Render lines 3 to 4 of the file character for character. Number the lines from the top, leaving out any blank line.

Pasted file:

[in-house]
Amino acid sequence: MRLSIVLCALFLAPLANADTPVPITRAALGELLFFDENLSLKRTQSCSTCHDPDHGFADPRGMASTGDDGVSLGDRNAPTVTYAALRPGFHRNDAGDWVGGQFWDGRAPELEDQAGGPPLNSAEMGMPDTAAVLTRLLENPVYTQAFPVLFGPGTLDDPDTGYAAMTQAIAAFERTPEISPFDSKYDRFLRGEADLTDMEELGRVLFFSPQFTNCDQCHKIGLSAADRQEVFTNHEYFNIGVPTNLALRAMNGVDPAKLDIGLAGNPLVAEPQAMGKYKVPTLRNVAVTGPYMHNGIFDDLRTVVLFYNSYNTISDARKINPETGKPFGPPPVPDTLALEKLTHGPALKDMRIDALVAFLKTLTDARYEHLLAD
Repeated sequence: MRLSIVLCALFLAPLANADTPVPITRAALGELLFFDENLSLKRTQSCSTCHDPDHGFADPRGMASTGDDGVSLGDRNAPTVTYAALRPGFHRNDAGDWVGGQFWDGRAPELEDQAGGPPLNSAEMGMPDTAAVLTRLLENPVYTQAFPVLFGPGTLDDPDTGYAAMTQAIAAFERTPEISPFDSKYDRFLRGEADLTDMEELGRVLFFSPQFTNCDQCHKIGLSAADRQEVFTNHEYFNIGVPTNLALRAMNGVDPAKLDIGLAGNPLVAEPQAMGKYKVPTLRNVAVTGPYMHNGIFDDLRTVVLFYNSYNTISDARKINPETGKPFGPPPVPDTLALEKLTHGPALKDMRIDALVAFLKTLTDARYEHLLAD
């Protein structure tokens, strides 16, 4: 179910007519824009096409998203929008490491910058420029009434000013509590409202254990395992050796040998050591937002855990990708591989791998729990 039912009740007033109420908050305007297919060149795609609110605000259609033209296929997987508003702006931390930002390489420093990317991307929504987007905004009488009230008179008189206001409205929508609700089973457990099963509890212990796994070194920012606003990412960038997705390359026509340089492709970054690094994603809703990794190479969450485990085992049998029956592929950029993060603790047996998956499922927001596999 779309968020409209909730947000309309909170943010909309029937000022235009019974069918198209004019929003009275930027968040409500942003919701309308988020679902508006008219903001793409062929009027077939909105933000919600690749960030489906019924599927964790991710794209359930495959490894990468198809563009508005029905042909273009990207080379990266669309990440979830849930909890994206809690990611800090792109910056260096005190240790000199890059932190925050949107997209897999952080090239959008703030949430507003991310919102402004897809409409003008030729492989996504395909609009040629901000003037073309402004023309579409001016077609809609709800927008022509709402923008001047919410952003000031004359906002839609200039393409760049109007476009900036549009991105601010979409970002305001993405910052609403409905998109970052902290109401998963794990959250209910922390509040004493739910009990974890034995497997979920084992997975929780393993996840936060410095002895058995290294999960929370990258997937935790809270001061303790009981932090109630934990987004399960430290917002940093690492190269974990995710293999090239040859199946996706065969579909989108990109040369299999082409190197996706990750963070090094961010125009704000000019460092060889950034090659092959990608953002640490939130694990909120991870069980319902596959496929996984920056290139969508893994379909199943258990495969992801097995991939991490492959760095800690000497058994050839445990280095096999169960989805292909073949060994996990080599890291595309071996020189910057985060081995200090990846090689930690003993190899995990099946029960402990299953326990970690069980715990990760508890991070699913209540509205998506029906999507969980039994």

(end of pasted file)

Repeated sequence: MRLSIVLCALFLAPLANADTPVPITRAALGELLFFDENLSLKRTQSCSTCHDPDHGFADPRGMASTGDDGVSLGDRNAPTVTYAALRPGFHRNDAGDWVGGQFWDGRAPELEDQAGGPPLNSAEMGMPDTAAVLTRLLENPVYTQAFPVLFGPGTLDDPDTGYAAMTQAIAAFERTPEISPFDSKYDRFLRGEADLTDMEELGRVLFFSPQFTNCDQCHKIGLSAADRQEVFTNHEYFNIGVPTNLALRAMNGVDPAKLDIGLAGNPLVAEPQAMGKYKVPTLRNVAVTGPYMHNGIFDDLRTVVLFYNSYNTISDARKINPETGKPFGPPPVPDTLALEKLTHGPALKDMRIDALVAFLKTLTDARYEHLLAD
């Protein structure tokens, strides 16, 4: 179910007519824009096409998203929008490491910058420029009434000013509590409202254990395992050796040998050591937002855990990708591989791998729990 039912009740007033109420908050305007297919060149795609609110605000259609033209296929997987508003702006931390930002390489420093990317991307929504987007905004009488009230008179008189206001409205929508609700089973457990099963509890212990796994070194920012606003990412960038997705390359026509340089492709970054690094994603809703990794190479969450485990085992049998029956592929950029993060603790047996998956499922927001596999 779309968020409209909730947000309309909170943010909309029937000022235009019974069918198209004019929003009275930027968040409500942003919701309308988020679902508006008219903001793409062929009027077939909105933000919600690749960030489906019924599927964790991710794209359930495959490894990468198809563009508005029905042909273009990207080379990266669309990440979830849930909890994206809690990611800090792109910056260096005190240790000199890059932190925050949107997209897999952080090239959008703030949430507003991310919102402004897809409409003008030729492989996504395909609009040629901000003037073309402004023309579409001016077609809609709800927008022509709402923008001047919410952003000031004359906002839609200039393409760049109007476009900036549009991105601010979409970002305001993405910052609403409905998109970052902290109401998963794990959250209910922390509040004493739910009990974890034995497997979920084992997975929780393993996840936060410095002895058995290294999960929370990258997937935790809270001061303790009981932090109630934990987004399960430290917002940093690492190269974990995710293999090239040859199946996706065969579909989108990109040369299999082409190197996706990750963070090094961010125009704000000019460092060889950034090659092959990608953002640490939130694990909120991870069980319902596959496929996984920056290139969508893994379909199943258990495969992801097995991939991490492959760095800690000497058994050839445990280095096999169960989805292909073949060994996990080599890291595309071996020189910057985060081995200090990846090689930690003993190899995990099946029960402990299953326990970690069980715990990760508890991070699913209540509205998506029906999507969980039994």